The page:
It also means that they should consider the likelihood of their nominee actually being able to pass, and pay for, their legislative priorities. If the Democrats don’t win a majority in the Senate in 2020, then not only is a Warren or Sanders Medicare for All plan a nonstarter, so too is the public-option healthcare plan advanced by candidates like the South Bend mayor, Pete Buttigieg, and former vice-president Joe Biden.
Even if the Democrats gain control of the Senate, they will need the support of conservative Democratic senators like Kyrsten Sinema of Arizona and Joe Manchin of West Virginia. Such senators are likely to balk at the huge tax packages that would be needed to finance the multiple trillion-dollar programs of healthcare reform, student loan forgiveness, free public college, clean energy and other initiatives advanced by several moderate as well as progressive candidates. To expect billionaires alone to pay for all of this is quixotic – particularly since every progressive I know fully expects that billionaires and their lawyers would find some way of weaseling out of whatever taxes might come their way.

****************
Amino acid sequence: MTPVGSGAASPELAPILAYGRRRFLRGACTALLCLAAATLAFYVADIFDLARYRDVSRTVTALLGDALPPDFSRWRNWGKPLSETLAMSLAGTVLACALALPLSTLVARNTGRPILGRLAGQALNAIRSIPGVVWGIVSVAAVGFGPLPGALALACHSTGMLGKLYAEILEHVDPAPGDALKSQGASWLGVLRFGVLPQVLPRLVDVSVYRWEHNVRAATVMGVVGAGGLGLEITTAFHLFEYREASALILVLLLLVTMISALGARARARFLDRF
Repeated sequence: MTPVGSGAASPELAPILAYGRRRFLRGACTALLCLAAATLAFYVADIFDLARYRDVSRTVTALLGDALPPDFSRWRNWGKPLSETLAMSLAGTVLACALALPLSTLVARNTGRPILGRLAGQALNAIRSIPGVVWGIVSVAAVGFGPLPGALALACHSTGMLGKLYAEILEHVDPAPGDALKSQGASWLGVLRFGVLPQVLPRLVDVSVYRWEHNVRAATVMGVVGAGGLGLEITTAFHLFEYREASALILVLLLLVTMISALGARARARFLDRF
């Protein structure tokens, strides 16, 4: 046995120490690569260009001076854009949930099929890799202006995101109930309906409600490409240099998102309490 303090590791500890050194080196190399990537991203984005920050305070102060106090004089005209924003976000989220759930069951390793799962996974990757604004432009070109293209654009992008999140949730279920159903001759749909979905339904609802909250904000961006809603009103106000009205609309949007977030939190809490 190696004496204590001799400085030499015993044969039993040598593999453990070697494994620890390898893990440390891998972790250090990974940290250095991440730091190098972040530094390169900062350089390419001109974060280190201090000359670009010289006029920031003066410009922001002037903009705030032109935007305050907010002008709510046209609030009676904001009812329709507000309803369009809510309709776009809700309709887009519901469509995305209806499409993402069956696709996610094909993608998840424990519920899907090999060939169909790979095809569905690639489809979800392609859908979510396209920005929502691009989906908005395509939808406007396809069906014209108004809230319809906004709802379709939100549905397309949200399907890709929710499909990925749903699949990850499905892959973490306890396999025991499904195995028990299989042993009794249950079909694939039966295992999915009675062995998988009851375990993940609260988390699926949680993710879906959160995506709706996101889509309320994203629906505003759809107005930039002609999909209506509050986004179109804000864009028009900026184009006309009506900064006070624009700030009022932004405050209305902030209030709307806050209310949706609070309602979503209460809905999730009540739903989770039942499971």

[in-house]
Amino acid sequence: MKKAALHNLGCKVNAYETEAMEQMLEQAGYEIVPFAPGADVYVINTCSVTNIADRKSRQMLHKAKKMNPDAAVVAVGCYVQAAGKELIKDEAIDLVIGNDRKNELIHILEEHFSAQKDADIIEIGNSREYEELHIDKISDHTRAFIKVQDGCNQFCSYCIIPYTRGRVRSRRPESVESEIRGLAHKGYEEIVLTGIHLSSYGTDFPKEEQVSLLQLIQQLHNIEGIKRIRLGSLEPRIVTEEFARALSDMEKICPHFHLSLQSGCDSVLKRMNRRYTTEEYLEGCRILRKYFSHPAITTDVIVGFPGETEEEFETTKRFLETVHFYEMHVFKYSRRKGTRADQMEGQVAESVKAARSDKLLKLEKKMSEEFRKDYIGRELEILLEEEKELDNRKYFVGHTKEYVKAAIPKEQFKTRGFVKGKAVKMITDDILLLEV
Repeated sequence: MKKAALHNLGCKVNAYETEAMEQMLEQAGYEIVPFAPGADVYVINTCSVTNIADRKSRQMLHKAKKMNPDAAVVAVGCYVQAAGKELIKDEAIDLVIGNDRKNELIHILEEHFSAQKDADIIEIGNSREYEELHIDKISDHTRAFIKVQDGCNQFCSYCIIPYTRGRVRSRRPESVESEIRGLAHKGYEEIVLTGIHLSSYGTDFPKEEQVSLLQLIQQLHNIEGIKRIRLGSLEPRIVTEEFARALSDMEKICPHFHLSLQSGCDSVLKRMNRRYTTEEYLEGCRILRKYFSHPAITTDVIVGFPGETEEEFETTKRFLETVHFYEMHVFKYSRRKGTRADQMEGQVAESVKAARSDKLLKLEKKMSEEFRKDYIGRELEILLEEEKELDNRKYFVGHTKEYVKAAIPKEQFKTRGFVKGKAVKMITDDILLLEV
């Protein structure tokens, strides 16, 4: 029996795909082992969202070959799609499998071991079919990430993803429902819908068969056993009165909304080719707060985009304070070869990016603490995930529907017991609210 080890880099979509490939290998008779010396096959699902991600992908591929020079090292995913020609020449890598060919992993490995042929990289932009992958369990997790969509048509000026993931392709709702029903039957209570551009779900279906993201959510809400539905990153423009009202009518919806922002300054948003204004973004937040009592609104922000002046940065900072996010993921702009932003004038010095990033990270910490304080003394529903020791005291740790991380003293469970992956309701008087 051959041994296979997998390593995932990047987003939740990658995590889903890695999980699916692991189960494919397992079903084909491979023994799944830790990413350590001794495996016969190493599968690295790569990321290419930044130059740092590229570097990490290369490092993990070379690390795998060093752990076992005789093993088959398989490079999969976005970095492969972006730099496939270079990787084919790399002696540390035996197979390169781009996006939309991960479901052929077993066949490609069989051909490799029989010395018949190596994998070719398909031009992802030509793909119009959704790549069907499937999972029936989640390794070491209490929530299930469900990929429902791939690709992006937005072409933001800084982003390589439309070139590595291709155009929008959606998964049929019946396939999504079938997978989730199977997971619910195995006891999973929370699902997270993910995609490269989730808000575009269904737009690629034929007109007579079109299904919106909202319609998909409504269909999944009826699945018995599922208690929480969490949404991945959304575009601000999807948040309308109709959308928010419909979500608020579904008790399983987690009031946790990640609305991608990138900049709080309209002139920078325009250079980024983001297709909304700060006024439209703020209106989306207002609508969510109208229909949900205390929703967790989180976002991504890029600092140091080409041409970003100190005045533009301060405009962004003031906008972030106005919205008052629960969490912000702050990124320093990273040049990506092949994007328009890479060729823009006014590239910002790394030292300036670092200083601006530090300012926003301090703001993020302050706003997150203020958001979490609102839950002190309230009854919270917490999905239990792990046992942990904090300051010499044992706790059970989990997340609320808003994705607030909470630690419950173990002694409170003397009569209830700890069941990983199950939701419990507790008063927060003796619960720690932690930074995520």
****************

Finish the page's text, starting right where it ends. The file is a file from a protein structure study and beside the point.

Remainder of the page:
A critical attribute of leadership is the avoidance of overpromising. The Republican party has come to grief in recent years because its leaders promised their base that if given congressional majorities as well as the White House they would usher in a rightwing utopia. But they failed because it’s impossible to govern in a divided society without engaging in bipartisan negotiation and compromise.